NATO’s Secretary-General Jens Stoltenberg said on Friday that the alliance recognizes the challenges posed by China but did not want to “create new adversaries.”
“What we see is that the rising power of China is shifting the global balance of power and the rises of China — the economic rise, the military rise — provides some opportunities but also some serious challenges,” Stoltenberg told CNBC on Monday.
NATO’s secretary-general notes that China has recently displayed “modern military capabilities, including intercontinental long-range missiles that can reach Europe and North America,” presenting the alliance with a security dilemma. While Stoltenberg specified that NATO will not get involved in an area like the South China Sea, he notes that China has become more engaged closer to Europe.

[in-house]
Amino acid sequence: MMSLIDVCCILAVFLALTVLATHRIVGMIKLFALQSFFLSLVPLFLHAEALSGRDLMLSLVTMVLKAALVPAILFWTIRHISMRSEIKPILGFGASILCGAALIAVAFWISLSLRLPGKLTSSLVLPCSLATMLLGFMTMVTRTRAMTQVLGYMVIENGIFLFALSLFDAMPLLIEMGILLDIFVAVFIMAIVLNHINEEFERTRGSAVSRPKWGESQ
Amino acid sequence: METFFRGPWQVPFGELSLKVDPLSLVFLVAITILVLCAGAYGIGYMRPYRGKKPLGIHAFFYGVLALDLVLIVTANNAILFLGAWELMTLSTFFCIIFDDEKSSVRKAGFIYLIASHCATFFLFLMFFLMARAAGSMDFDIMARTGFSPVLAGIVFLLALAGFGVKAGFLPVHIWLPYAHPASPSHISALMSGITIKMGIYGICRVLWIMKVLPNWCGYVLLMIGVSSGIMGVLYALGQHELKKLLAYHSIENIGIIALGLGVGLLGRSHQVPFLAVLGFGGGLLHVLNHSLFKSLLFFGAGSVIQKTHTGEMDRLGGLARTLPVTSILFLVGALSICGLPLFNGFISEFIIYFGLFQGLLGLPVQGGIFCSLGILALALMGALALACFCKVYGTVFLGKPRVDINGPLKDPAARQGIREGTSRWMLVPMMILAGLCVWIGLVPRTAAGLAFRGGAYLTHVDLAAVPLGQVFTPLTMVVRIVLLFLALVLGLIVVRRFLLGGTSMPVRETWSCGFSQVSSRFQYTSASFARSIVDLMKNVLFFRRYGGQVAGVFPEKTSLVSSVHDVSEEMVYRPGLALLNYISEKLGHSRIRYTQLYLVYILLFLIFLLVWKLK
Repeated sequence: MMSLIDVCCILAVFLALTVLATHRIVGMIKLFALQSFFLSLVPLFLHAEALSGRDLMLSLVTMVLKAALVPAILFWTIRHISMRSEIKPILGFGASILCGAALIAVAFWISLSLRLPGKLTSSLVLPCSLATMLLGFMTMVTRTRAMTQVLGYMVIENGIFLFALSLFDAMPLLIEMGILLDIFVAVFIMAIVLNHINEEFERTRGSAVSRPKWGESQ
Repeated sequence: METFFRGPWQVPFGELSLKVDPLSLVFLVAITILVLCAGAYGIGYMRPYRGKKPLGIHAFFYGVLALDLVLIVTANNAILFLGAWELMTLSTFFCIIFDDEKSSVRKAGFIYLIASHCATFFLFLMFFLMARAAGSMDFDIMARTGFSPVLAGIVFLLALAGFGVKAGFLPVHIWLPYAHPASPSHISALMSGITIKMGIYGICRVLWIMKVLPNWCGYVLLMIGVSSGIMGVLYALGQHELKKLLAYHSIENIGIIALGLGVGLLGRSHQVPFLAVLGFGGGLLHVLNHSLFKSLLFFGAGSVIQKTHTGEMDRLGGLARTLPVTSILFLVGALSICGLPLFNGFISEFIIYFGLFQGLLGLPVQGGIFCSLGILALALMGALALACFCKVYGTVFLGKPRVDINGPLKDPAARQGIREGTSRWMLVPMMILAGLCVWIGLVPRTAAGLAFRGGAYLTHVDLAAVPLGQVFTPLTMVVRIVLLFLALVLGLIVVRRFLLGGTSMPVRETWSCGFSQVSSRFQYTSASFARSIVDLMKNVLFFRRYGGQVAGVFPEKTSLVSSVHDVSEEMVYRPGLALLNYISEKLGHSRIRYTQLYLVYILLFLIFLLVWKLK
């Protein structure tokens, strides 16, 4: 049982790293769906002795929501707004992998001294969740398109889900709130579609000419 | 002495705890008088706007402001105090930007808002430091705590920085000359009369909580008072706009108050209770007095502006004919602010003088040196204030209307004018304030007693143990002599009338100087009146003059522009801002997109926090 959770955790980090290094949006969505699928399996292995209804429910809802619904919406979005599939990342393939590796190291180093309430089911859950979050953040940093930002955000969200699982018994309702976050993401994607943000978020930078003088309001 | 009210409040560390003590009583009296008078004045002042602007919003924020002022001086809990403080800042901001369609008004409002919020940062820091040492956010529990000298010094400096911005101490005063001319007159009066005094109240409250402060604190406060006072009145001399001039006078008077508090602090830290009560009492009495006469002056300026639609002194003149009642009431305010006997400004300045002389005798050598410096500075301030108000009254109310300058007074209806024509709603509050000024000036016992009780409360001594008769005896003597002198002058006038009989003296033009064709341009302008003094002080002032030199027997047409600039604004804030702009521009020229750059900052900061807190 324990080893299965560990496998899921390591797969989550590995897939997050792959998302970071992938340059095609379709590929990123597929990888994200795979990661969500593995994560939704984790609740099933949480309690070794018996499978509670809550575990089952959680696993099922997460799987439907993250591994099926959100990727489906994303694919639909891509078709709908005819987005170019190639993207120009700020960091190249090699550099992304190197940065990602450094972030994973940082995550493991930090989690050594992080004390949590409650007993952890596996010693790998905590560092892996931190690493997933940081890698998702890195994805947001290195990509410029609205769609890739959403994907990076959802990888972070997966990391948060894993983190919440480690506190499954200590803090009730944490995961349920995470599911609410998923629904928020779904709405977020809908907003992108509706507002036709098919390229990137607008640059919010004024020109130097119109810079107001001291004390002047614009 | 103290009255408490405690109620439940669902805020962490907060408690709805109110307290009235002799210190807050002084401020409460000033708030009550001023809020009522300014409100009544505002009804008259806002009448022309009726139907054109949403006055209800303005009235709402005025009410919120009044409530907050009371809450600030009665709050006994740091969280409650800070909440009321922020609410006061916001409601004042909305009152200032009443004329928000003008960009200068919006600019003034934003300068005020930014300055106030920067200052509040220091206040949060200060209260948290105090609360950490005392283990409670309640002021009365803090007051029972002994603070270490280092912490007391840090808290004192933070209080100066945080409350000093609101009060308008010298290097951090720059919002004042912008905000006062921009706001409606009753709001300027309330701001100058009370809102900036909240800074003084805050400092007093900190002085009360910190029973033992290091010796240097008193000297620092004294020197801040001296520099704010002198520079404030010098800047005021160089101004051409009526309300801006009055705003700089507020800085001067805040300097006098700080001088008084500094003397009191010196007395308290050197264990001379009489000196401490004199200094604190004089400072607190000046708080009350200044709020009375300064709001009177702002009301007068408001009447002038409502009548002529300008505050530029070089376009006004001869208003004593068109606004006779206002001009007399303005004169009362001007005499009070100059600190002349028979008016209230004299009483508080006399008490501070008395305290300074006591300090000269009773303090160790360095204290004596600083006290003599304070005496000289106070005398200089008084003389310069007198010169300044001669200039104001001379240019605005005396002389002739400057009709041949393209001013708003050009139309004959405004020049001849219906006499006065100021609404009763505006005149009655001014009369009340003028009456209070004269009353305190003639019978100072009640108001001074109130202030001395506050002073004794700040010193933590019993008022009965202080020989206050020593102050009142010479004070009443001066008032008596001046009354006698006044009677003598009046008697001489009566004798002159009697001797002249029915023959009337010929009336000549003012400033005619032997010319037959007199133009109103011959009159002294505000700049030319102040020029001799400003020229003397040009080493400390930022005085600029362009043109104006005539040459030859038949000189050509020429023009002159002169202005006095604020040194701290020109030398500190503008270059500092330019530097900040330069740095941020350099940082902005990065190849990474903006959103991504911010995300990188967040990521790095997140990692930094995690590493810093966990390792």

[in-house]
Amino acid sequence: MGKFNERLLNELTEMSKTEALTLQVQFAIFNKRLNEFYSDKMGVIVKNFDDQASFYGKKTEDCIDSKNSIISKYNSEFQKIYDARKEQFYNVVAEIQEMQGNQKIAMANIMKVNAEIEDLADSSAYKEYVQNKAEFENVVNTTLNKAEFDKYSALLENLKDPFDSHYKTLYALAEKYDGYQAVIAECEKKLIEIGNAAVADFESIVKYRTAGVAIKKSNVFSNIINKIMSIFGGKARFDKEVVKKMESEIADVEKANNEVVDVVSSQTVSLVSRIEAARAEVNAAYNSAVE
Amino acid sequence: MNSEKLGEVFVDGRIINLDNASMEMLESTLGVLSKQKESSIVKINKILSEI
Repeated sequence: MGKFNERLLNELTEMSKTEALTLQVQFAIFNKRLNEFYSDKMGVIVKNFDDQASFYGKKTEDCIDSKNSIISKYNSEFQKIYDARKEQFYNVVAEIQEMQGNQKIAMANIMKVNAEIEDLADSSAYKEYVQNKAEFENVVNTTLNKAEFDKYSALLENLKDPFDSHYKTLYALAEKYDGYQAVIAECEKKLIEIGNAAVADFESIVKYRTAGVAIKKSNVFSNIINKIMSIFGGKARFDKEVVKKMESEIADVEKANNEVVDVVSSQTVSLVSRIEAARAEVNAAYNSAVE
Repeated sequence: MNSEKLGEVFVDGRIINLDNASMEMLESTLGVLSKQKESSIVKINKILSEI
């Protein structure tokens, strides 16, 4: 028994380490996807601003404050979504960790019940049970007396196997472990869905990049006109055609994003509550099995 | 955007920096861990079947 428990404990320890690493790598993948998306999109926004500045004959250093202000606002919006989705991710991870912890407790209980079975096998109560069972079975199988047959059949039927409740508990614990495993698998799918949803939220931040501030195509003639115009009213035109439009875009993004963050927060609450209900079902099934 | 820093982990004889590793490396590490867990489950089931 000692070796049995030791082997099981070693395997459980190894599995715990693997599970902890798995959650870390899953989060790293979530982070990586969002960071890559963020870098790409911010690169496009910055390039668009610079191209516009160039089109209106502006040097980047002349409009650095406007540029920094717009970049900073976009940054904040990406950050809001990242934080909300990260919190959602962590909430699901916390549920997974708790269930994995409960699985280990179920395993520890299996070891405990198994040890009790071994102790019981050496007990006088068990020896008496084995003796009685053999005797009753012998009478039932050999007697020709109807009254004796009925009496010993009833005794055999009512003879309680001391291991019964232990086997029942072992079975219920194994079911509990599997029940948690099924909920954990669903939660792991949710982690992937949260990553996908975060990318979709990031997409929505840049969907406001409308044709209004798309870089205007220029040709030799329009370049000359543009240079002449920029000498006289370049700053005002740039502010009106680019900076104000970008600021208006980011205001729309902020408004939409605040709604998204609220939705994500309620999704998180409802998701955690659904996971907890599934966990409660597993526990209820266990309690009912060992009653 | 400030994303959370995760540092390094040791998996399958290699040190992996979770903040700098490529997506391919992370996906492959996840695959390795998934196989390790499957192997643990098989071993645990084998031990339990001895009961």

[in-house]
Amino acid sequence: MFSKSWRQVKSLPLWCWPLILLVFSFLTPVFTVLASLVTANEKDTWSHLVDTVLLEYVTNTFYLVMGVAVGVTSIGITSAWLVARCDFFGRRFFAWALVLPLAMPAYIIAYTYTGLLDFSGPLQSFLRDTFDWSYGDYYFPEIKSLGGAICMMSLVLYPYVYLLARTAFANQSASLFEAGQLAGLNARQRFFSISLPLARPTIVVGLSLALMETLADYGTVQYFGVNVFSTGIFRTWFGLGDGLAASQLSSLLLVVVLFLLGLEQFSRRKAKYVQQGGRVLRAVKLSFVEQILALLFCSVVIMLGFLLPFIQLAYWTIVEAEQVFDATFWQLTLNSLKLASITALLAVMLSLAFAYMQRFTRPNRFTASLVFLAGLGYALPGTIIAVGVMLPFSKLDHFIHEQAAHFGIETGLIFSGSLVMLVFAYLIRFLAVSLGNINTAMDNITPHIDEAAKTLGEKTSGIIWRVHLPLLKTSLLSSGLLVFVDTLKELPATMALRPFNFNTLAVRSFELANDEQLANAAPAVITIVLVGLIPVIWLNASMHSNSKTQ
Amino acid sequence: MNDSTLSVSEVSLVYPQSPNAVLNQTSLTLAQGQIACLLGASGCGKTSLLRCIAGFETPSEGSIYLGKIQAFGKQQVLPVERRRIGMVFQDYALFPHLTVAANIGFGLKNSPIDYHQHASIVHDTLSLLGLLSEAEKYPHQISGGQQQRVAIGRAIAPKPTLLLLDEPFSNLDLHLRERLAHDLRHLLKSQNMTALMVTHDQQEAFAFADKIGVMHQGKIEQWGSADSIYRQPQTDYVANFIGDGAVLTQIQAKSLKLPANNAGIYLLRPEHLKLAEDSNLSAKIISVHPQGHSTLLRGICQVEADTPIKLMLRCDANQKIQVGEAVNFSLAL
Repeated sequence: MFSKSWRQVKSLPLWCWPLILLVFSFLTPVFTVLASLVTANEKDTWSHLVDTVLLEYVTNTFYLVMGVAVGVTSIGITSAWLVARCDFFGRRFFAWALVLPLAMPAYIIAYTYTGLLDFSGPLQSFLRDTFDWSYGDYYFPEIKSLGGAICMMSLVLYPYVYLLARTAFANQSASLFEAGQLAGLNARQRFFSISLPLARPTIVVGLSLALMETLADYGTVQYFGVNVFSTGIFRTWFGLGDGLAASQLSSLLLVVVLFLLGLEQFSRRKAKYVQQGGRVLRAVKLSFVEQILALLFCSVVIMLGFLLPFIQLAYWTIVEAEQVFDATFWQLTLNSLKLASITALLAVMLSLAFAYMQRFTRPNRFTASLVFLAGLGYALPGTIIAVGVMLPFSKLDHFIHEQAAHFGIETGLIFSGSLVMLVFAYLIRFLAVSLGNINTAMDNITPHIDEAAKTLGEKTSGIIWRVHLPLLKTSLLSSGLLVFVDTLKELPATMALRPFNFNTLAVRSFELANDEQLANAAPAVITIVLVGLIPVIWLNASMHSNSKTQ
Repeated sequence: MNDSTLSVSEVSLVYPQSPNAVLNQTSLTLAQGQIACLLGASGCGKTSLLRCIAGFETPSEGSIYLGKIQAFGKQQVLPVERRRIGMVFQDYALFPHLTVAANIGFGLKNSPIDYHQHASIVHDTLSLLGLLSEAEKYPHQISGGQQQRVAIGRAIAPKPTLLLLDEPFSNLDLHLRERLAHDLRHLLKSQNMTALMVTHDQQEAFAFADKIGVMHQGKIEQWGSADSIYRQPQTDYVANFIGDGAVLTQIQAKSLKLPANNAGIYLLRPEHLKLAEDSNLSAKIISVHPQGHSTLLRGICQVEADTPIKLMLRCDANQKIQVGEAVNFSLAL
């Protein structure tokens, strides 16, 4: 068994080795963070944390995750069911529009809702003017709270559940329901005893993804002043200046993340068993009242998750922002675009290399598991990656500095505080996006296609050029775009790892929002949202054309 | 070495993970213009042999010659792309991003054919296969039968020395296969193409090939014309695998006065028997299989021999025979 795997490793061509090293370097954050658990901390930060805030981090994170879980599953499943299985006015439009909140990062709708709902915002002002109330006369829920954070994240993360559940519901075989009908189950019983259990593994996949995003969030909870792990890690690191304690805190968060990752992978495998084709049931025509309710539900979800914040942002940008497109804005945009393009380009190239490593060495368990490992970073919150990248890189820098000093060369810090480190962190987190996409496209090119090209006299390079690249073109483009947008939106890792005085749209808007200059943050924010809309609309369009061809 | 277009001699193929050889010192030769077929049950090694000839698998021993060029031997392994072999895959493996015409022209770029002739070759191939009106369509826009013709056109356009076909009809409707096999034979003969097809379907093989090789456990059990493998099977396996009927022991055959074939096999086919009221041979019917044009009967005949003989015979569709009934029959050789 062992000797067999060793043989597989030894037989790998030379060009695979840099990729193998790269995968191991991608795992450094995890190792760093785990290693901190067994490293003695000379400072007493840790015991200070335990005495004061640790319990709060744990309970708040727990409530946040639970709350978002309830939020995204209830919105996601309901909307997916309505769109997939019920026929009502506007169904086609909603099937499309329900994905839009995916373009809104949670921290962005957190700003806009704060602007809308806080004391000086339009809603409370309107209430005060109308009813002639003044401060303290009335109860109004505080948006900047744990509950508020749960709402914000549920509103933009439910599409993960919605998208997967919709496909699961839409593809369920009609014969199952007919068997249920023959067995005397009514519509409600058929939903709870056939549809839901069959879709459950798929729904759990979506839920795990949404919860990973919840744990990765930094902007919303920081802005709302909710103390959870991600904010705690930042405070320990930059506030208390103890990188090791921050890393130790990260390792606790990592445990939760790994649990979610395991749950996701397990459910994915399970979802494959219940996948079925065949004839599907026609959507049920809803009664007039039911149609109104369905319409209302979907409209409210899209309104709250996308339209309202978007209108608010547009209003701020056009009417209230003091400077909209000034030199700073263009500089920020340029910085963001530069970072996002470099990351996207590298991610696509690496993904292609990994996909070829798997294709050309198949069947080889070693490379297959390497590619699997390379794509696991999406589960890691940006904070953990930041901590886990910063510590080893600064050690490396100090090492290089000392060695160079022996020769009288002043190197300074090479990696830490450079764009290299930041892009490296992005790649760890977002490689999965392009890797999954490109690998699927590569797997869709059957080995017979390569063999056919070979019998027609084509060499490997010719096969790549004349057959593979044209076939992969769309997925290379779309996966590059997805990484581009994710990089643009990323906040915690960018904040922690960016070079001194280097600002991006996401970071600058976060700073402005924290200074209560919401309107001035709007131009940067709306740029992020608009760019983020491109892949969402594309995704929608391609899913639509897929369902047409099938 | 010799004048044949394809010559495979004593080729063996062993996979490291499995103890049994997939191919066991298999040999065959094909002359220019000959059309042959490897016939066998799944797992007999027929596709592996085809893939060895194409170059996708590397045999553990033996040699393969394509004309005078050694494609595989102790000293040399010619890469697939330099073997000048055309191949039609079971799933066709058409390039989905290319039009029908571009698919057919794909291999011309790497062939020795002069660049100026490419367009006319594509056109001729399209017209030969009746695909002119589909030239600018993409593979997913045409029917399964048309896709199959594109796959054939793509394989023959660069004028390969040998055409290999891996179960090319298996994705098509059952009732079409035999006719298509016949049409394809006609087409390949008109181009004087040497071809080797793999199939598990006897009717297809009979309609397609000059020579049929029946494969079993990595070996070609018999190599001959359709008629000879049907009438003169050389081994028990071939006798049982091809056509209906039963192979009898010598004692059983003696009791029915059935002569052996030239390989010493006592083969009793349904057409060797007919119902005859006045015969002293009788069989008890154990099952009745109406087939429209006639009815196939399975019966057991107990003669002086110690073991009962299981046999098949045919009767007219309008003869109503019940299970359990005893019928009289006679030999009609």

“We see them in Africa, we see them in the Arctic, we see them in cyberspace and China now has the second-largest defence budget in the world.”
The alliance’s 29 member states do not have a strategic consensus over their strategic positioning vis-à-vis China on either an economic or a strategic level.